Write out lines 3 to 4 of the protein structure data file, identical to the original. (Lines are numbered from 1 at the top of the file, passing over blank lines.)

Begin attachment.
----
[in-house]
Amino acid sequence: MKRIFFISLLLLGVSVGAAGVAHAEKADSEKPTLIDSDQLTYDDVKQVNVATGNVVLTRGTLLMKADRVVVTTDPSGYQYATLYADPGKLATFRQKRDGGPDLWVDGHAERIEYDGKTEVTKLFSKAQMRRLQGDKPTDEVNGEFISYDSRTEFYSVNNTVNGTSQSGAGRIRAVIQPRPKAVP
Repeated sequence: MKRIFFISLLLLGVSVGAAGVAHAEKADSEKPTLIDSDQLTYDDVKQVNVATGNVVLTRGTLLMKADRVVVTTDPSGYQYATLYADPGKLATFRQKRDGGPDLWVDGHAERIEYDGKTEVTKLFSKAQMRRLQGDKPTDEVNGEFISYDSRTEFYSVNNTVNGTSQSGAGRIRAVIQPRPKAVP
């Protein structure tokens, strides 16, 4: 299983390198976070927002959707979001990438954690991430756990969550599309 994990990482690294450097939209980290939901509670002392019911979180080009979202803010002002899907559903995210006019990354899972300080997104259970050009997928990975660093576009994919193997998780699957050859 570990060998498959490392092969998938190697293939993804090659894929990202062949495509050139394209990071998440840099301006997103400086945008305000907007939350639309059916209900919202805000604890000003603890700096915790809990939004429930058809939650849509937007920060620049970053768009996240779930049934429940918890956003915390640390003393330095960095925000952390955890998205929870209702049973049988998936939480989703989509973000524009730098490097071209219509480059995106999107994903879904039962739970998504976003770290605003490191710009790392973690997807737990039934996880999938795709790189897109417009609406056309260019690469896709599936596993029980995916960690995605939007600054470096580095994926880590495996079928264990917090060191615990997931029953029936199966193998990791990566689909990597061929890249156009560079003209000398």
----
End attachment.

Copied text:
Repeated sequence: MKRIFFISLLLLGVSVGAAGVAHAEKADSEKPTLIDSDQLTYDDVKQVNVATGNVVLTRGTLLMKADRVVVTTDPSGYQYATLYADPGKLATFRQKRDGGPDLWVDGHAERIEYDGKTEVTKLFSKAQMRRLQGDKPTDEVNGEFISYDSRTEFYSVNNTVNGTSQSGAGRIRAVIQPRPKAVP
């Protein structure tokens, strides 16, 4: 299983390198976070927002959707979001990438954690991430756990969550599309 994990990482690294450097939209980290939901509670002392019911979180080009979202803010002002899907559903995210006019990354899972300080997104259970050009997928990975660093576009994919193997998780699957050859 570990060998498959490392092969998938190697293939993804090659894929990202062949495509050139394209990071998440840099301006997103400086945008305000907007939350639309059916209900919202805000604890000003603890700096915790809990939004429930058809939650849509937007920060620049970053768009996240779930049934429940918890956003915390640390003393330095960095925000952390955890998205929870209702049973049988998936939480989703989509973000524009730098490097071209219509480059995106999107994903879904039962739970998504976003770290605003490191710009790392973690997807737990039934996880999938795709790189897109417009609406056309260019690469896709599936596993029980995916960690995605939007600054470096580095994926880590495996079928264990917090060191615990997931029953029936199966193998990791990566689909990597061929890249156009560079003209000398």